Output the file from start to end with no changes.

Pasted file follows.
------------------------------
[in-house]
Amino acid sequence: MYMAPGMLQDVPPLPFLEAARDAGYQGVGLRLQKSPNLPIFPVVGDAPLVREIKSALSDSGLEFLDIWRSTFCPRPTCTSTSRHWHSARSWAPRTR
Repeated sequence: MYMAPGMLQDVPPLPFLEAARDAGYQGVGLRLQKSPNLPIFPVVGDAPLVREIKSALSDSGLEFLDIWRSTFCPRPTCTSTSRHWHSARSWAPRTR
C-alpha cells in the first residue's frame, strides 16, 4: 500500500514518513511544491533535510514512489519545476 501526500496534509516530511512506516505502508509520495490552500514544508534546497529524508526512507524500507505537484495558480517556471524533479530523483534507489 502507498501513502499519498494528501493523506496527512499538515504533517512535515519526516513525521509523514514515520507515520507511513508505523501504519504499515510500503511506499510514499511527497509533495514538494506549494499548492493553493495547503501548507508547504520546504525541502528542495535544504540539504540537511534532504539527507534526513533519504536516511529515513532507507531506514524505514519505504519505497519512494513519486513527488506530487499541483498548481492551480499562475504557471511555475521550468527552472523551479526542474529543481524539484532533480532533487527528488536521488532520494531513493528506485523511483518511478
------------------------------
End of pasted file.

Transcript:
[in-house]
Amino acid sequence: MYMAPGMLQDVPPLPFLEAARDAGYQGVGLRLQKSPNLPIFPVVGDAPLVREIKSALSDSGLEFLDIWRSTFCPRPTCTSTSRHWHSARSWAPRTR
Repeated sequence: MYMAPGMLQDVPPLPFLEAARDAGYQGVGLRLQKSPNLPIFPVVGDAPLVREIKSALSDSGLEFLDIWRSTFCPRPTCTSTSRHWHSARSWAPRTR
C-alpha cells in the first residue's frame, strides 16, 4: 500500500514518513511544491533535510514512489519545476 501526500496534509516530511512506516505502508509520495490552500514544508534546497529524508526512507524500507505537484495558480517556471524533479530523483534507489 502507498501513502499519498494528501493523506496527512499538515504533517512535515519526516513525521509523514514515520507515520507511513508505523501504519504499515510500503511506499510514499511527497509533495514538494506549494499548492493553493495547503501548507508547504520546504525541502528542495535544504540539504540537511534532504539527507534526513533519504536516511529515513532507507531506514524505514519505504519505497519512494513519486513527488506530487499541483498548481492551480499562475504557471511555475521550468527552472523551479526542474529543481524539484532533480532533487527528488536521488532520494531513493528506485523511483518511478